More misty morning photographs. All made on the same day (and walk) as the black and white images I’ve posted over the past few days, but this time on a roll of expired Fuji Superia 100. I probably wouldn’t shoot colour film in these conditions as they can tend to feel bereft of colour, but it was all I had to hand after finishing the HP5+. Anyway, although there’s a muted quality to them, there’s still plenty of colour there – especially green.
While the blank grey of the foggy skies is somewhat bland, it’s also very atmospheric. It captures the stillness of these conditions. Quiet that is only broken by the occasional caw of a crow and your footsteps across the ground.
It’s quite easy to imagine that I was in the middle of the countryside, such is the adeptness of fog when it comes to removing distance and detail. In reality I was just a stone’s throw from Renishaw golf course and, beyond that, the town of Eckington. There are plenty of fields and signs of the countryside here, but in reality it’s just a few minutes from busy roads, supermarkets, and local industries. You could easily imagine being out on some lonely heath though.
I got up early this morning for a pre-work walk. The weather has turned nice again, although at the time I went out it was quite chilly and at points on my route there was frost on the ground in shaded areas. I decided to take the Bronica ETRSi with me in case there was something worth photographing as the camera has a part-used roll of Fomapan 100 loaded and I though I might grab a few more frames as I walked.
I took a few shots – one of the local signal box, one of some wildflowers beside a tree, and then some dew-coated cobwebs in the vegetation next to the river. After taking this last shot I checked the frame counter to see how many shots remained and was surprised to see that it still said 5, the same number that had been displayed when I set out on my walk.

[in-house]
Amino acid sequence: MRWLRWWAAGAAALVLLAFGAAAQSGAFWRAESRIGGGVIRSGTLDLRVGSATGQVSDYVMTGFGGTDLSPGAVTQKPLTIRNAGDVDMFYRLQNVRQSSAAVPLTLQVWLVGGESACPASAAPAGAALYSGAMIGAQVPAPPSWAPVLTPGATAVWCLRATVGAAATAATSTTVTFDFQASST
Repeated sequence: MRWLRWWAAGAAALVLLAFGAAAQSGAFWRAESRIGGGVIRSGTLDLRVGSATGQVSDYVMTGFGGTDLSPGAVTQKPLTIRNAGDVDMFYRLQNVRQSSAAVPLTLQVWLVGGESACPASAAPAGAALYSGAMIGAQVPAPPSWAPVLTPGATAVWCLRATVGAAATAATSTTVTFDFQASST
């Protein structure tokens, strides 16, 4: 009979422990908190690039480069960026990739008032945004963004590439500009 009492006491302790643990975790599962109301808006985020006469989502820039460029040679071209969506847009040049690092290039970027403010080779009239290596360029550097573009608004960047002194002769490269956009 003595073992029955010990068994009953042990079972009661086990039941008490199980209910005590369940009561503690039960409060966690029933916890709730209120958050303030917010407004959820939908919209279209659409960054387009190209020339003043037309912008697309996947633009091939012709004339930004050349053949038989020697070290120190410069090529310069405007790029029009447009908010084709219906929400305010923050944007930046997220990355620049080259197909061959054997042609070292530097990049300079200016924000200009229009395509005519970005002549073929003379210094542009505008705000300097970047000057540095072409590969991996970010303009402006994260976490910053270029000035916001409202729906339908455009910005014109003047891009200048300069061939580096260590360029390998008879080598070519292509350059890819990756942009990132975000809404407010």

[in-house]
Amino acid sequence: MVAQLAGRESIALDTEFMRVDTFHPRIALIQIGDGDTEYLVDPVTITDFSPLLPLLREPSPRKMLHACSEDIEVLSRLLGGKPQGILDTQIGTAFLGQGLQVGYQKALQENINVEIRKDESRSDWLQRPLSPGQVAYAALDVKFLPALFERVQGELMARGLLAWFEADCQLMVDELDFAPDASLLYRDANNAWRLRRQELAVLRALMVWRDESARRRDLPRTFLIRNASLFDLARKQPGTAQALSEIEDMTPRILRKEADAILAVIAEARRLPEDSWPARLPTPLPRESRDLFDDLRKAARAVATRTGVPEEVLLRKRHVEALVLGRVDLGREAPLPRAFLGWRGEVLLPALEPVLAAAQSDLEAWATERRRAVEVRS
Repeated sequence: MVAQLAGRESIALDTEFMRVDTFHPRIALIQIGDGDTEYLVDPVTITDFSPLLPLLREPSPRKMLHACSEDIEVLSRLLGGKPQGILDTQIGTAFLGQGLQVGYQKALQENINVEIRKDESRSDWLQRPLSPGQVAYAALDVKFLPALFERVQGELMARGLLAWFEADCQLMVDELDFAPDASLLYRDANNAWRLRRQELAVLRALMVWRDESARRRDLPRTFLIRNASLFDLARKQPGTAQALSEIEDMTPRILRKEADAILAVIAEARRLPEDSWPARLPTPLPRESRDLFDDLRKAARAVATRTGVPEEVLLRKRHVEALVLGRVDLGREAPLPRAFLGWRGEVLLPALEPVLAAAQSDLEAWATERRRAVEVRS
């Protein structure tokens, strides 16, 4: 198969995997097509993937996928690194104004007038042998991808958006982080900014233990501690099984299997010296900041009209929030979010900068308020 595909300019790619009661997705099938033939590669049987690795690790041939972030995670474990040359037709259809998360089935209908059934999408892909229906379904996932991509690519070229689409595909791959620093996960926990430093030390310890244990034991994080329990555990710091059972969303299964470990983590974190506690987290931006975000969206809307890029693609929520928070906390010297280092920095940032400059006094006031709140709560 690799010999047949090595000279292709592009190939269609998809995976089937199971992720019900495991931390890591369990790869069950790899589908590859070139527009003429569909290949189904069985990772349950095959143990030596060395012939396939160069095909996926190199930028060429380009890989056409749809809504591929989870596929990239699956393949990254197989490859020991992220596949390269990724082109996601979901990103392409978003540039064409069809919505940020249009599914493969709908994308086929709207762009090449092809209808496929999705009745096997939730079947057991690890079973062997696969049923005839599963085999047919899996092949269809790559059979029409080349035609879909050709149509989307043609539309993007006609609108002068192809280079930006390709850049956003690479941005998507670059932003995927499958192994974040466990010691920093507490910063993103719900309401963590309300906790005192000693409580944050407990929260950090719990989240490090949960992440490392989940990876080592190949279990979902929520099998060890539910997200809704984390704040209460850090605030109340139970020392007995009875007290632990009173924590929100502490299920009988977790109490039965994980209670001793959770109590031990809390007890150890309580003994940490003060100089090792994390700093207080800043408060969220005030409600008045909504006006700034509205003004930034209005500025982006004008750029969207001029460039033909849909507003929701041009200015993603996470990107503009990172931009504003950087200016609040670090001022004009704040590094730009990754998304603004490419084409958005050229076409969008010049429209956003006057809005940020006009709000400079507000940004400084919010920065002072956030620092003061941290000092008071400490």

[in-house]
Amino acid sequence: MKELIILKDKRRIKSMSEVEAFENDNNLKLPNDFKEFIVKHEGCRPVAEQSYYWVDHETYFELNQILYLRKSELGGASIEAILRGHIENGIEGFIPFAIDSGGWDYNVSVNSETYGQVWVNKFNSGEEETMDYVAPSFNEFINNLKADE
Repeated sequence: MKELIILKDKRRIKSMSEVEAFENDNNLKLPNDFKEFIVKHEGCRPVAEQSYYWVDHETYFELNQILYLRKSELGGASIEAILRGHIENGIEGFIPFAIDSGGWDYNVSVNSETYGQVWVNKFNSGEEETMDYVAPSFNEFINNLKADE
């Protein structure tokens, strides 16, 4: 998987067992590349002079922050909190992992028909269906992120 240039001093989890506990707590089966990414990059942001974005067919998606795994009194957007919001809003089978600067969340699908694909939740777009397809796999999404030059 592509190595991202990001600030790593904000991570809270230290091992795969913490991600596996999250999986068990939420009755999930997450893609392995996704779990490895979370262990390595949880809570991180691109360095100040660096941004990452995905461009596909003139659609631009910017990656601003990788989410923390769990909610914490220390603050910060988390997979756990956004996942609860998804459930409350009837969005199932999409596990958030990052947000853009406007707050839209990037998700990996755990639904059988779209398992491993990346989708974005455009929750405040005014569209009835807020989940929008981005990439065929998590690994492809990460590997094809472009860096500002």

Puzzlement, and concern that there was some problem or fault causing this quickly turned to realisation as to the true cause of the issue.
A couple of days ago I’d used the camera to make a still-life of some ornamental fruit that we have in a display bowl in the kitchen. As the light was dim in the kitchen, and as the film is quite slow at 100asa, I’d mounted the camera on a tripod, inserted a shutter-release cable, and then locked up the mirror before taking the shot. Or so I thought. What I’d actually done is switched off the camera’s multiple-exposure protection. The switches for this and mirror lock-up look practically identical and sit next to each other on the side of the camera body, and I’d obviously forgotten which was which.
So, as a result of my mistake, I now have a frame that has (I think) four shots exposed upon it. Maybe it will reveal some sort of wonderful happy accident, but I’m not going to get my hopes up.
After rectifying the situation I managed to grab a couple of extra shots on the remainder of my walk, although I suspect the better ones are on the ruined frame.
Today’s photo is from my trip to Magpie Mine in March. It has little to do with the content of today’s post, but was shot on a roll of the same film.